Democrats successfully force vote on repealing 1864 abortion ban, passes House

abortion legislature

The gallery of the Arizona Senate filled as Democratic senators move forward a bill to repeal Arizona's 1864 abortion ban. Photo by Camaron Stevenson

By Camaron Stevenson

April 24, 2024

The Arizona legislature moved forward two bills Wednesday that would repeal the state’s 1864 abortion ban.

A bill to repeal the ban has been introduced in both chambers of the Arizona Legislature. Both bills, Senate Bill 1734 and House Bill 2677, contain identical language: “Section 13-3603, Arizona Revised Statutes, is repealed.” If passed, the state would revert to its 15-week abortion ban, which also has no exceptions for victims of sexual assault.

Here’s where both bills currently stand:

Arizona Senate

Sen. Anna Hernandez, D-Maryvale, successfully introduced SB 1734 on April 17. According to the legislature’s rules, bills must be read on the floor on three separate days. The proposal was successfully read a second time on Wednesday and is expected to be read for the third time on May 1.

After it is read, the Senate will vote on the bill—and if passed, it will be sent to the Arizona House for a vote. If passed by both chambers, the bill will be sent to Gov. Katie Hobbs’ desk to be signed into law.

“Next week when we come back, the House bill will be transmitted to the Senate,” Sen. Priya Sundareshan, D-Tucson, told The Copper Courier. “Because we have already first and second-read the same exact bill on the Senate side, we can swap it, vote immediately on it, and send it straight to the governor. So next week will be a big vote in the Senate.”

Arizona House

After blocking a vote on Tucson Democrat Rep. Stephanie Stahl-Hamilton’s HB 2677, Republican Reps. Matt Gress, Justin Wilmeth, and Tim Dunn—originally supporters of the state’s total abortion ban—sided with Democrats to allow the bill to come to a vote.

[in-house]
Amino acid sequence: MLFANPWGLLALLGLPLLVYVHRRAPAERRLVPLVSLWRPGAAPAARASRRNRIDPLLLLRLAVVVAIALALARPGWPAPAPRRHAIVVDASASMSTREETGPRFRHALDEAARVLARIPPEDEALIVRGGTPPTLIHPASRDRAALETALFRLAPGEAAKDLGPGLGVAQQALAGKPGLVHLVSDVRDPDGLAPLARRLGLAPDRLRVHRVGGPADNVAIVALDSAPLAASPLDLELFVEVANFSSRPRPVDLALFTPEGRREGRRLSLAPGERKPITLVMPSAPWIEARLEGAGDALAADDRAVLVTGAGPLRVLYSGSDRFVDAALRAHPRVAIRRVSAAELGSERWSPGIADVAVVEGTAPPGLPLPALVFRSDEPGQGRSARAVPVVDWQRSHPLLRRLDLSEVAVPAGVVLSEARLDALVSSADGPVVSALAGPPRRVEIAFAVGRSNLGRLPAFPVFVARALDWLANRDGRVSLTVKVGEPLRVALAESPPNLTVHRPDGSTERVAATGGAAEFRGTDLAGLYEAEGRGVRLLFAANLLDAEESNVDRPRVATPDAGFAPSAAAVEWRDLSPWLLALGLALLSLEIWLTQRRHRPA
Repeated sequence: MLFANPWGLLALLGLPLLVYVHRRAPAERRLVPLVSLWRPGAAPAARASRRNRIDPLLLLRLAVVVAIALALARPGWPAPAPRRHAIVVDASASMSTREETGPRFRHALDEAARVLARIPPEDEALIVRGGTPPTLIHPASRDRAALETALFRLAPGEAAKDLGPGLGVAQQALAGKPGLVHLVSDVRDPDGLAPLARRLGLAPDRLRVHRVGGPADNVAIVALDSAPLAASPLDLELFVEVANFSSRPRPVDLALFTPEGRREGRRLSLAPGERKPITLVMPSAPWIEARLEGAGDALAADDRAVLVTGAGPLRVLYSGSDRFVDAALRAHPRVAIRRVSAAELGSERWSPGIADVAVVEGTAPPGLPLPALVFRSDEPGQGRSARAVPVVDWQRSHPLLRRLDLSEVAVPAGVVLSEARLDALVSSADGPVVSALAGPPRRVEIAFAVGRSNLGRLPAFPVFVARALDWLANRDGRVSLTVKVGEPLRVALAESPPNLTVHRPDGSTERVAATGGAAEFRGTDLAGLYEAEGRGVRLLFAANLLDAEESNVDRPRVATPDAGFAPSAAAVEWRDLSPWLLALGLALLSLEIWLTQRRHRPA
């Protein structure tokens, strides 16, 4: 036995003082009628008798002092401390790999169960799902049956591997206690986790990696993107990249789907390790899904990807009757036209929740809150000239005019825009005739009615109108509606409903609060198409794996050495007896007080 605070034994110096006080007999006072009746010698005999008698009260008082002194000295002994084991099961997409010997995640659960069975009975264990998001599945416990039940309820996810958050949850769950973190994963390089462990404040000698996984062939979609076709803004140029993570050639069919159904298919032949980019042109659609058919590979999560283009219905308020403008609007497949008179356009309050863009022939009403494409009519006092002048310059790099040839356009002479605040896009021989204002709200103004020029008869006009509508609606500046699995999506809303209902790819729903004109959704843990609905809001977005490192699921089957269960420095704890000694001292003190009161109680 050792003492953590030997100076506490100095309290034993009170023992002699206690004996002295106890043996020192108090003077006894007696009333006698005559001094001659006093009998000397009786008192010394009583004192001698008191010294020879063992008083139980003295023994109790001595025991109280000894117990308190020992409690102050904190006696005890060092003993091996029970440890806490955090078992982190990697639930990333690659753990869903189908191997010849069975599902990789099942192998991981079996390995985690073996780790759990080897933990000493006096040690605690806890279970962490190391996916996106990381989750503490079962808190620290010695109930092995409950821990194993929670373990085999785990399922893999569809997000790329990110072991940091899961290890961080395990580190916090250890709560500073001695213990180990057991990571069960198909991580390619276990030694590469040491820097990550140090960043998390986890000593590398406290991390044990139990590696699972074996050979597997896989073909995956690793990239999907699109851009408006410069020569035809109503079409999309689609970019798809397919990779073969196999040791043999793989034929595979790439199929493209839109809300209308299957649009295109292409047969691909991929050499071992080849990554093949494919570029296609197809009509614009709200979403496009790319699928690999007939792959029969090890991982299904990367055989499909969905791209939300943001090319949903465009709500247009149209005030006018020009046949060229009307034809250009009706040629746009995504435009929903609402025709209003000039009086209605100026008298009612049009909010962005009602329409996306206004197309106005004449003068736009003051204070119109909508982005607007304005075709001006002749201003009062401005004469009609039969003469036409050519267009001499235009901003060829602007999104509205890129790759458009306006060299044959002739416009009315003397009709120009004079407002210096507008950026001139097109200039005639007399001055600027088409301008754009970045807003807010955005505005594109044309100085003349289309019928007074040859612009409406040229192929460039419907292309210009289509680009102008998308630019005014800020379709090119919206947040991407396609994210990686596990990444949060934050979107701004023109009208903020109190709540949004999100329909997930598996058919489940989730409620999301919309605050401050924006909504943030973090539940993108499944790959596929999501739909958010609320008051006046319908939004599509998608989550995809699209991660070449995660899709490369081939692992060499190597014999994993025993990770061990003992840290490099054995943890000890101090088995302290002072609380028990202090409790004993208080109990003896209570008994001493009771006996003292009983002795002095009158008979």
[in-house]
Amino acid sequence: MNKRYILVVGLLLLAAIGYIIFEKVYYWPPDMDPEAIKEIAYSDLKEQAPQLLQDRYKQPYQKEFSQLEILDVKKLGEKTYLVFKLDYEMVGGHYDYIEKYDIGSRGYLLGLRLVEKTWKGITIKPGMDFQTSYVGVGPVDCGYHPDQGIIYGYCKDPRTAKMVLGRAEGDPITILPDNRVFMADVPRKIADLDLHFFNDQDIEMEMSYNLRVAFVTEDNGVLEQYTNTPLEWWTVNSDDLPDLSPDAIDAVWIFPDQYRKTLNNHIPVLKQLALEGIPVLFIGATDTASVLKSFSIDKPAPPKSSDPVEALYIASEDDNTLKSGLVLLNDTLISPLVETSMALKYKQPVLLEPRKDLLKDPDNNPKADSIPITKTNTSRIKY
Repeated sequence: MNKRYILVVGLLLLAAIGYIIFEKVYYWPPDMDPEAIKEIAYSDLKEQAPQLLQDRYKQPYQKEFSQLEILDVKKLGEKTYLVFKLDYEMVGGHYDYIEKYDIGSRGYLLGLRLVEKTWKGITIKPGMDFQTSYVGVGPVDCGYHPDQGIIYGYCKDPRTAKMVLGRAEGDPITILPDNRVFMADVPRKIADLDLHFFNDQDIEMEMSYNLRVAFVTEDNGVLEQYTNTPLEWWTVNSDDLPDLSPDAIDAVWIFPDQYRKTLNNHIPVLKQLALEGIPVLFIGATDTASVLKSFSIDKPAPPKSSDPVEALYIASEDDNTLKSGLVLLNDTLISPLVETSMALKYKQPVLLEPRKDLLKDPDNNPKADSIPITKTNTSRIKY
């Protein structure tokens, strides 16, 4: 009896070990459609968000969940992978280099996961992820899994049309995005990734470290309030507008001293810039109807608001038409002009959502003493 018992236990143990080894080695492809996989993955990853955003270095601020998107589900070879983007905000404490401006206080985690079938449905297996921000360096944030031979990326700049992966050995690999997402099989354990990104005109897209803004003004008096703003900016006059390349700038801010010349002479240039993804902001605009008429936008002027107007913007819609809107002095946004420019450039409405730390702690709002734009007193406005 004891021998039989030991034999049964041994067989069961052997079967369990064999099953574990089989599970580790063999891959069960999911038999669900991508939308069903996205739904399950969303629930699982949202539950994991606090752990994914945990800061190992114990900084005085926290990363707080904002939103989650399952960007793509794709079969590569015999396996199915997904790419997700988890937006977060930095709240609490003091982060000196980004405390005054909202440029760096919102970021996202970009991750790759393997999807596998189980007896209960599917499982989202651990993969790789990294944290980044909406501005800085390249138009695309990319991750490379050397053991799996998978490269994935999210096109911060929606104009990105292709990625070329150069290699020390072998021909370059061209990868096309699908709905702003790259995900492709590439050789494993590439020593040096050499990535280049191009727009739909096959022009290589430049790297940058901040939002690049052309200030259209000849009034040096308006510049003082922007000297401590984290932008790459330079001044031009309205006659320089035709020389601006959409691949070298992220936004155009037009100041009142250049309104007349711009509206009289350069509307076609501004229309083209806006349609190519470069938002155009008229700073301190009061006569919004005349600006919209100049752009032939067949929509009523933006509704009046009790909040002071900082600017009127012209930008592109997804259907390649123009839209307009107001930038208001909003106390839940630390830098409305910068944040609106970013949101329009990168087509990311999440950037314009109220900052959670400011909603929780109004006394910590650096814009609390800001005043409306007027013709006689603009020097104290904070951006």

An attempt was made by Rep. Alexander Kolodin, R-Scottsdale, to amend the bill so the executive branch would be forced to enforce the state’s abortion laws after the total ban’s repeal. Currently, a joint effort by Hobbs and Attorney General Kris Mayes will prevent patients and providers from being prosecuted under this law.

“If my colleagues insist on repealing the pre-Roe law,” said Kolodin. “What assurance do we have that Arizona’s executive officers enforce the law?”

The amendment failed, and after a tense back-and-forth between Democratic and Republican lawmakers, the repeal passed. It will now be sent to the Senate for a vote.

What’s next for abortion ban

If the Senate bill passes next week, legislative leaders could decide to merge the two repeal bills and send it straight to Hobbs. They could also decide to have both bills debated by their respective chambers, causing another delay in the abortion ban’s repeal.

Either way, laws passed by the legislature don’t go into effect until 90 days after the legislative session adjourns. Since no emergency clause was added to either bill so it would go into effect immediately after being signed into law, the total ban will be in effect—but not enforced—for several months.

Meanwhile, abortion rights advocates are determined to get rid of the state’s 15-week ban on abortions as well, and make access to reproductive healthcare a constitutionally protected right. Organizers have already gathered more than enough signatures to get a measure on the November 2024 ballot to do just that, and are confident that, should it be added to the ballot, it will be approved by voters.

“Even if—and when—a repeal gets done, people will still be suffering under the 1864 ban for an additional 90 days,” said Arizona for Abortion Access Act spokesperson Dawn Penich. “We see this as insignificant to what we’re trying to do, which is to constitutionally give Arizonans some peace of mind, a restoration of their rights, and so we’ll be continuing unimpeded by this development.”

Author

  • Camaron Stevenson

    Camaron is the Founding Editor and Chief Political Correspondent for The Copper Courier, and has worked as a journalist in Phoenix for over a decade. He also teaches multimedia journalism at the Walter Cronkite School of Journalism and Mass Communication at Arizona State University.

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